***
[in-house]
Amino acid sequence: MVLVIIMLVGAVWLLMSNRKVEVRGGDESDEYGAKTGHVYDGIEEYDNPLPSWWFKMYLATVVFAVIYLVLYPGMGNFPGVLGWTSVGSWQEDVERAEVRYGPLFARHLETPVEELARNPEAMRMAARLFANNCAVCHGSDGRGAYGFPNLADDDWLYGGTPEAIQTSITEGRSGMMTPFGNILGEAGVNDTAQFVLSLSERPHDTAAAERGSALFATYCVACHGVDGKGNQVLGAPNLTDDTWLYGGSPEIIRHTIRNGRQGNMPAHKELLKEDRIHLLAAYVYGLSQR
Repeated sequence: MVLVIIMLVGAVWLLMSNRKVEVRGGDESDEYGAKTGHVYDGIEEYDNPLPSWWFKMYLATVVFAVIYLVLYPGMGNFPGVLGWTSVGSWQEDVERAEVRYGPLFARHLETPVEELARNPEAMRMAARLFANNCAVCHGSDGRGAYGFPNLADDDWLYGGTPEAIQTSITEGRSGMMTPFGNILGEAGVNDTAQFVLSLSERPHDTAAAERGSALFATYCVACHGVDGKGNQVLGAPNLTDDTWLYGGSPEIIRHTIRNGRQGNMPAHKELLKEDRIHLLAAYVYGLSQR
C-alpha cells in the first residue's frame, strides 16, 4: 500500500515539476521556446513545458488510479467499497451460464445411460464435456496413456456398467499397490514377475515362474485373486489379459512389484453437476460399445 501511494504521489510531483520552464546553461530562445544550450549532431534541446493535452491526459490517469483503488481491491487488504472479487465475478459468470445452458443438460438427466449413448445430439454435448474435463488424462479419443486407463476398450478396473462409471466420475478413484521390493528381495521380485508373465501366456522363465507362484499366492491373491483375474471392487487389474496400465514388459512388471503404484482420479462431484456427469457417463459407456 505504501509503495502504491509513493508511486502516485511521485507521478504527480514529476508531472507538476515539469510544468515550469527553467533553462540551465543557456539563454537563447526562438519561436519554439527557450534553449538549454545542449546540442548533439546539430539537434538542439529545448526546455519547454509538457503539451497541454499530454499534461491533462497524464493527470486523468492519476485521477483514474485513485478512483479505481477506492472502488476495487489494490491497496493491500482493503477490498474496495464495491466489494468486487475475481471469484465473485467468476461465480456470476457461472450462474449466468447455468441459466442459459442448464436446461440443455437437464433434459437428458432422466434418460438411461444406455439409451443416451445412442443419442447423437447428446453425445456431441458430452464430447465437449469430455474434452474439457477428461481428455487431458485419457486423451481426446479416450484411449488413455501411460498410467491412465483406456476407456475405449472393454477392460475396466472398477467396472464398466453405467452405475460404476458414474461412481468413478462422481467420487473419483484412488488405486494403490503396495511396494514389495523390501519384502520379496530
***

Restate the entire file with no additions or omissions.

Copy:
[in-house]
Amino acid sequence: MVLVIIMLVGAVWLLMSNRKVEVRGGDESDEYGAKTGHVYDGIEEYDNPLPSWWFKMYLATVVFAVIYLVLYPGMGNFPGVLGWTSVGSWQEDVERAEVRYGPLFARHLETPVEELARNPEAMRMAARLFANNCAVCHGSDGRGAYGFPNLADDDWLYGGTPEAIQTSITEGRSGMMTPFGNILGEAGVNDTAQFVLSLSERPHDTAAAERGSALFATYCVACHGVDGKGNQVLGAPNLTDDTWLYGGSPEIIRHTIRNGRQGNMPAHKELLKEDRIHLLAAYVYGLSQR
Repeated sequence: MVLVIIMLVGAVWLLMSNRKVEVRGGDESDEYGAKTGHVYDGIEEYDNPLPSWWFKMYLATVVFAVIYLVLYPGMGNFPGVLGWTSVGSWQEDVERAEVRYGPLFARHLETPVEELARNPEAMRMAARLFANNCAVCHGSDGRGAYGFPNLADDDWLYGGTPEAIQTSITEGRSGMMTPFGNILGEAGVNDTAQFVLSLSERPHDTAAAERGSALFATYCVACHGVDGKGNQVLGAPNLTDDTWLYGGSPEIIRHTIRNGRQGNMPAHKELLKEDRIHLLAAYVYGLSQR
C-alpha cells in the first residue's frame, strides 16, 4: 500500500515539476521556446513545458488510479467499497451460464445411460464435456496413456456398467499397490514377475515362474485373486489379459512389484453437476460399445 501511494504521489510531483520552464546553461530562445544550450549532431534541446493535452491526459490517469483503488481491491487488504472479487465475478459468470445452458443438460438427466449413448445430439454435448474435463488424462479419443486407463476398450478396473462409471466420475478413484521390493528381495521380485508373465501366456522363465507362484499366492491373491483375474471392487487389474496400465514388459512388471503404484482420479462431484456427469457417463459407456 505504501509503495502504491509513493508511486502516485511521485507521478504527480514529476508531472507538476515539469510544468515550469527553467533553462540551465543557456539563454537563447526562438519561436519554439527557450534553449538549454545542449546540442548533439546539430539537434538542439529545448526546455519547454509538457503539451497541454499530454499534461491533462497524464493527470486523468492519476485521477483514474485513485478512483479505481477506492472502488476495487489494490491497496493491500482493503477490498474496495464495491466489494468486487475475481471469484465473485467468476461465480456470476457461472450462474449466468447455468441459466442459459442448464436446461440443455437437464433434459437428458432422466434418460438411461444406455439409451443416451445412442443419442447423437447428446453425445456431441458430452464430447465437449469430455474434452474439457477428461481428455487431458485419457486423451481426446479416450484411449488413455501411460498410467491412465483406456476407456475405449472393454477392460475396466472398477467396472464398466453405467452405475460404476458414474461412481468413478462422481467420487473419483484412488488405486494403490503396495511396494514389495523390501519384502520379496530